By Dominic Carter
Competing Definitions of Progress in Today’s Japan
One definition of progress is that Japan should move its society from one based on traditional values – highly protective of change and respectful of continuity and stability – to one of openness and free market competition. These values are viewed by many Japanese, fairly or unfairly, as core American values. Certainly, there is an opinion of Japan’s level of progress, often articulated by Westerners, that considers the way things are done here at all levels of business and society are profoundly inefficient and not fit for the modern world. There are many Japanese who agree with this.
While some readers may view the meaning of ‘progress’ as moving to a green, more inclusive society that addresses the excesses of capitalism, others view progress as creating a more competitive, efficient, liberal economy and society – to address the issues that come from a hide-bound traditional society.
It’s important to realise that if we accept that Japan remains a traditional society that values continuity above all, the move to a more liberal model is quite radical. Nevertheless, Japanese society has an element that is the natural constituency for liberal reform, and over the years, we have learned much about its value systems.
At The Carter Group, we’ve tracked consumer sentiment in Japan every year since 2017. Beginning in 2021, we added over 60 questions covering everyday people’s values on issues such as personal confidence and security, the nation’s position in the world, how people feel about institutions and powers that be, the roles of science and tradition, as well as the world of work and emergent social and environmental issues.
We apply a statistical method called cluster analysis to pull people who indicate similar values into separate groupings. Within these groups, members are more similar in their worldview to each other than they are to members of other groups.
Rediscovering the Liberal Model
We call this natural constituency for a more free-market Japan “the 20th Century Modernists.” These people represent around 10% of our population-representative sample aged 15-69. If you detect an irony in the label, it’s because their values (which came to the fore in the 80s in the English-speaking world) are considered already passé by the new woke elites in western countries. But many would argue that Japan has never had a liberal transformation, and if that’s something you think is a good thing, you’ll be happy to know we believe this is what the challenge of the 21st century will represent.
These 20th Century Modernists, in relation to our other segments’ values, hold a pretty ‘realistic’ view of the world as having a foundation based on competition. Many see the world as a dog-eat-dog place where people only respect strength. Many are also happy to live with some social problems as long as their way of life is preserved. They are not particularly interested in climate change, women’s rights, or racism. As far as the workplace is concerned, they believe in the kind of reform that lets them work from home. They are individualists, through and through.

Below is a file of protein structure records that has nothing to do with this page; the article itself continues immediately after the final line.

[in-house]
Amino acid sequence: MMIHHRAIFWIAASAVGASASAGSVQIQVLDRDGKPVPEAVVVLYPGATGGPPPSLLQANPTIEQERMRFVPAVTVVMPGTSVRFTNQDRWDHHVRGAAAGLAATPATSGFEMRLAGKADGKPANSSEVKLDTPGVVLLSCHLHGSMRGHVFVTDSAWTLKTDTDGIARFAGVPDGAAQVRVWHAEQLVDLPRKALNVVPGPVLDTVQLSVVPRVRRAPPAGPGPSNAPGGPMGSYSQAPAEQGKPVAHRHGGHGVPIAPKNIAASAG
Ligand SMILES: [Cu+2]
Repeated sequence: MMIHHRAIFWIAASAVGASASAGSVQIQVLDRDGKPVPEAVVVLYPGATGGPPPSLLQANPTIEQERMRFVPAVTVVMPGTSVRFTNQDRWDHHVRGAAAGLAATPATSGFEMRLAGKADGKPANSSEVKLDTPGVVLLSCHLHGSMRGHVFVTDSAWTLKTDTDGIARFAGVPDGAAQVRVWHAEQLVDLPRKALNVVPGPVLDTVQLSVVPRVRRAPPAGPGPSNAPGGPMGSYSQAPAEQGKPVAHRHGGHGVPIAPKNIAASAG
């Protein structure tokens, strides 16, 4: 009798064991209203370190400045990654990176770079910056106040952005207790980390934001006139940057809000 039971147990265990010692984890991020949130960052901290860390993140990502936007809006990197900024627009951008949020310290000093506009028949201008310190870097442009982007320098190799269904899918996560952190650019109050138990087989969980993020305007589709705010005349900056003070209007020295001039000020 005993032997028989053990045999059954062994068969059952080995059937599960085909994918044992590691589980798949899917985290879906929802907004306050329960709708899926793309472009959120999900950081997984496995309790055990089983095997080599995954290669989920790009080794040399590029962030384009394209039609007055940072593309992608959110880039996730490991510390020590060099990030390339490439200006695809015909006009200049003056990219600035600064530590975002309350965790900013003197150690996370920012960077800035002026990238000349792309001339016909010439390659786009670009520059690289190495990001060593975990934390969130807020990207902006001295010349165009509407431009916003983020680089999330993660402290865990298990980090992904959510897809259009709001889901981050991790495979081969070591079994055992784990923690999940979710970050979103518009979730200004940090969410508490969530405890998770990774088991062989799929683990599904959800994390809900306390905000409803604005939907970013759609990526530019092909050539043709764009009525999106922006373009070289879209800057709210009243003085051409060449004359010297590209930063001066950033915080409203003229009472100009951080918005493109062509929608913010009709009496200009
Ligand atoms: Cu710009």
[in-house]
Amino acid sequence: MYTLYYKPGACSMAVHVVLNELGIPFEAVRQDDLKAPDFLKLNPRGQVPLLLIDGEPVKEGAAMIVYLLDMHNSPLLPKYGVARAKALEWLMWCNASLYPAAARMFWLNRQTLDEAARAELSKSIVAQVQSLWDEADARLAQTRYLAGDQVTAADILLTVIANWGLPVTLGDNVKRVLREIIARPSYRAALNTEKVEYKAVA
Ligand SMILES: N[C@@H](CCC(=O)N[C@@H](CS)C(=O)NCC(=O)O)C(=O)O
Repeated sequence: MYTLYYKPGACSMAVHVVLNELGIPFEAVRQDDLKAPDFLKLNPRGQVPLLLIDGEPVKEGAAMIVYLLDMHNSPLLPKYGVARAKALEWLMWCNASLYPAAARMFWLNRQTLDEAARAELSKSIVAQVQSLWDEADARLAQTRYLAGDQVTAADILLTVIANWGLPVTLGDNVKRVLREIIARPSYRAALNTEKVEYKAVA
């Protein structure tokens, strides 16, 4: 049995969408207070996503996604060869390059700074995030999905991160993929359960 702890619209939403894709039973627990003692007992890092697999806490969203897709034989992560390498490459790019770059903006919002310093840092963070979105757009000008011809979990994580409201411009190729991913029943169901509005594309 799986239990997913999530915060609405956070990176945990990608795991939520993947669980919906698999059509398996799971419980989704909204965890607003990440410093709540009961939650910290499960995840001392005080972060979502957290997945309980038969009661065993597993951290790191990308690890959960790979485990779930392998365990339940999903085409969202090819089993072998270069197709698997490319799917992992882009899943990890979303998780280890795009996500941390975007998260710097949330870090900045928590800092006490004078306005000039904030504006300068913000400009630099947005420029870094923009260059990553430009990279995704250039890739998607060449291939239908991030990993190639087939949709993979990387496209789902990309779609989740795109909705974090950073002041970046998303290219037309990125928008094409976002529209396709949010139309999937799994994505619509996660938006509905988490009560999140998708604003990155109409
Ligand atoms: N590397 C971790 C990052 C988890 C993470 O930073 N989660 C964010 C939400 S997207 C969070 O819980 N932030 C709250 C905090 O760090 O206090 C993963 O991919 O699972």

Science, efficiency and competition are critical themes for them. Technology, flexibility, agility, and freedom would appear to hold the answers to the problems that Japan faces. Innovation, including advanced medical innovation, is welcomed, not feared.
Young, Successful but not so Green
Our 20th Century Modernists are the youngest segment at just under 40 years old on average. Yet their household income is the highest. The gender split is around 60/ 40 in favour of males. So, young, high-income and male is the ‘look’. These are confident folks with the world at their feet, who’ve benefited from Japan’s moves in recent decades to liberalise. They are not so interested in tradition, which probably puts them at odds with many others in Japanese society. Nevertheless, they are the essential movers who are driving economic vitality at the enterprise level.
There is no doubt that the values of the 20th Century Modernists link to better economic outcomes at both the personal and macro levels. This is what our modern capitalist economies are based on. However, the liberal model they embrace does create problems in social equity and the environment. So there is likely to be tension in society if those liberal values come into the ascendant, and partly for that reason there is a natural urge to suppress them among Japanese.
It seems that the story of Japan in the coming decades will be a mainstream tension of what progress means – between traditionalists (who insist on continuity), and divergent views among those who wish for progress – with some viewing progress as greater economic efficiency, and others viewing a green, collectivist future that hews to the SDG model of the society of the future.
Representative Director & CEO
Dominic came to Japan from Australia in the late ’90s to launch the Japan business of a global research consultancy. In 2003, he started what is now The Carter Group, a diversified organisation serving the needs of international businesses looking to realise ambitious goals in the Japanese market. Over the last 25 years he has worked with some of the top brands in the world, fuelling their journeys to success through the expert application of consumer insights across cultural contexts to drive successful marketing strategy. Dominic is a frequent lecturer, guest speaker, trainer, consultant and commentator on all matters to do with consumer insights methodology, social mega-trends and the contemporary Japanese consumer.